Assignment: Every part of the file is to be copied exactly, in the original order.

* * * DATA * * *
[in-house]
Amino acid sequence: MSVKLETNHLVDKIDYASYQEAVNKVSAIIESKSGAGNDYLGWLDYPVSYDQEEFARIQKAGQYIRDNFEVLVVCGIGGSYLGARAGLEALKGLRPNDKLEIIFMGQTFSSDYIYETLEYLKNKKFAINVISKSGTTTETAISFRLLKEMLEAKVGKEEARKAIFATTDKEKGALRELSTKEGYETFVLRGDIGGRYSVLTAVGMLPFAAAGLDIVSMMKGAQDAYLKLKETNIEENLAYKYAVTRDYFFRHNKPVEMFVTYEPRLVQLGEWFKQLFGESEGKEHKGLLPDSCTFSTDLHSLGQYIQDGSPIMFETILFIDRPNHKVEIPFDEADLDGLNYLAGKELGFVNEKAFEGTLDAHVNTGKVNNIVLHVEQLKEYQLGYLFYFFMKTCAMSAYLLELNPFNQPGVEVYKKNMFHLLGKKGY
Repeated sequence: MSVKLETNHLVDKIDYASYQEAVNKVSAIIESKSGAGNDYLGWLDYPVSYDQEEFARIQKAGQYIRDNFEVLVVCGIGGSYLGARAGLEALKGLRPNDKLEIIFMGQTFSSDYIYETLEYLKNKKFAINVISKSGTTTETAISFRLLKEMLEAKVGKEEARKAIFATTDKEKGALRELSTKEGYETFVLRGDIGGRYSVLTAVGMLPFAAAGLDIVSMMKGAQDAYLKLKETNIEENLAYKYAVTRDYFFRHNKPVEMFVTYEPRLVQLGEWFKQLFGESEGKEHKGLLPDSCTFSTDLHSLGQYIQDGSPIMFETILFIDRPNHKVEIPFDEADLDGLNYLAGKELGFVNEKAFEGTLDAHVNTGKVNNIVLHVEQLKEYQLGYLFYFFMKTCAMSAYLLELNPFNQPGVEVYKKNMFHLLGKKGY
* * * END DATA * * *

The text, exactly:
[in-house]
Amino acid sequence: MSVKLETNHLVDKIDYASYQEAVNKVSAIIESKSGAGNDYLGWLDYPVSYDQEEFARIQKAGQYIRDNFEVLVVCGIGGSYLGARAGLEALKGLRPNDKLEIIFMGQTFSSDYIYETLEYLKNKKFAINVISKSGTTTETAISFRLLKEMLEAKVGKEEARKAIFATTDKEKGALRELSTKEGYETFVLRGDIGGRYSVLTAVGMLPFAAAGLDIVSMMKGAQDAYLKLKETNIEENLAYKYAVTRDYFFRHNKPVEMFVTYEPRLVQLGEWFKQLFGESEGKEHKGLLPDSCTFSTDLHSLGQYIQDGSPIMFETILFIDRPNHKVEIPFDEADLDGLNYLAGKELGFVNEKAFEGTLDAHVNTGKVNNIVLHVEQLKEYQLGYLFYFFMKTCAMSAYLLELNPFNQPGVEVYKKNMFHLLGKKGY
Repeated sequence: MSVKLETNHLVDKIDYASYQEAVNKVSAIIESKSGAGNDYLGWLDYPVSYDQEEFARIQKAGQYIRDNFEVLVVCGIGGSYLGARAGLEALKGLRPNDKLEIIFMGQTFSSDYIYETLEYLKNKKFAINVISKSGTTTETAISFRLLKEMLEAKVGKEEARKAIFATTDKEKGALRELSTKEGYETFVLRGDIGGRYSVLTAVGMLPFAAAGLDIVSMMKGAQDAYLKLKETNIEENLAYKYAVTRDYFFRHNKPVEMFVTYEPRLVQLGEWFKQLFGESEGKEHKGLLPDSCTFSTDLHSLGQYIQDGSPIMFETILFIDRPNHKVEIPFDEADLDGLNYLAGKELGFVNEKAFEGTLDAHVNTGKVNNIVLHVEQLKEYQLGYLFYFFMKTCAMSAYLLELNPFNQPGVEVYKKNMFHLLGKKGY